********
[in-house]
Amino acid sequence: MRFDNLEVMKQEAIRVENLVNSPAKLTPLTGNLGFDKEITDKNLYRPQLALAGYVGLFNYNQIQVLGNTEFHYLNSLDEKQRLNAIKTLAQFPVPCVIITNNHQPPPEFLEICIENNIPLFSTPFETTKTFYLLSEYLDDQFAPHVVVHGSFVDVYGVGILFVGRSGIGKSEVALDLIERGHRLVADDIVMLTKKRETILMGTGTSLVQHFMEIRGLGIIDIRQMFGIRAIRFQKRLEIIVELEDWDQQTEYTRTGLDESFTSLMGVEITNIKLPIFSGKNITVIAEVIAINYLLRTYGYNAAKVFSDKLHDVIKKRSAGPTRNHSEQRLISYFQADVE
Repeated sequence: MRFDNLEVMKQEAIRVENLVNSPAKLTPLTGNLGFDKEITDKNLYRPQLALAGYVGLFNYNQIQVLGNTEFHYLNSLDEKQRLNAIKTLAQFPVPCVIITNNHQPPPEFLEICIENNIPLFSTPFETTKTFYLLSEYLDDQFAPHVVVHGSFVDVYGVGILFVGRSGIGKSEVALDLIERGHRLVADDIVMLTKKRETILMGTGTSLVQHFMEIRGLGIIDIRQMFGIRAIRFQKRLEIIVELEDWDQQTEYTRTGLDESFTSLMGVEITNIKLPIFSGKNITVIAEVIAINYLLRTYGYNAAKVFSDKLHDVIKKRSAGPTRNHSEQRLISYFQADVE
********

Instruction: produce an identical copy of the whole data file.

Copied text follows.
[in-house]
Amino acid sequence: MRFDNLEVMKQEAIRVENLVNSPAKLTPLTGNLGFDKEITDKNLYRPQLALAGYVGLFNYNQIQVLGNTEFHYLNSLDEKQRLNAIKTLAQFPVPCVIITNNHQPPPEFLEICIENNIPLFSTPFETTKTFYLLSEYLDDQFAPHVVVHGSFVDVYGVGILFVGRSGIGKSEVALDLIERGHRLVADDIVMLTKKRETILMGTGTSLVQHFMEIRGLGIIDIRQMFGIRAIRFQKRLEIIVELEDWDQQTEYTRTGLDESFTSLMGVEITNIKLPIFSGKNITVIAEVIAINYLLRTYGYNAAKVFSDKLHDVIKKRSAGPTRNHSEQRLISYFQADVE
Repeated sequence: MRFDNLEVMKQEAIRVENLVNSPAKLTPLTGNLGFDKEITDKNLYRPQLALAGYVGLFNYNQIQVLGNTEFHYLNSLDEKQRLNAIKTLAQFPVPCVIITNNHQPPPEFLEICIENNIPLFSTPFETTKTFYLLSEYLDDQFAPHVVVHGSFVDVYGVGILFVGRSGIGKSEVALDLIERGHRLVADDIVMLTKKRETILMGTGTSLVQHFMEIRGLGIIDIRQMFGIRAIRFQKRLEIIVELEDWDQQTEYTRTGLDESFTSLMGVEITNIKLPIFSGKNITVIAEVIAINYLLRTYGYNAAKVFSDKLHDVIKKRSAGPTRNHSEQRLISYFQADVE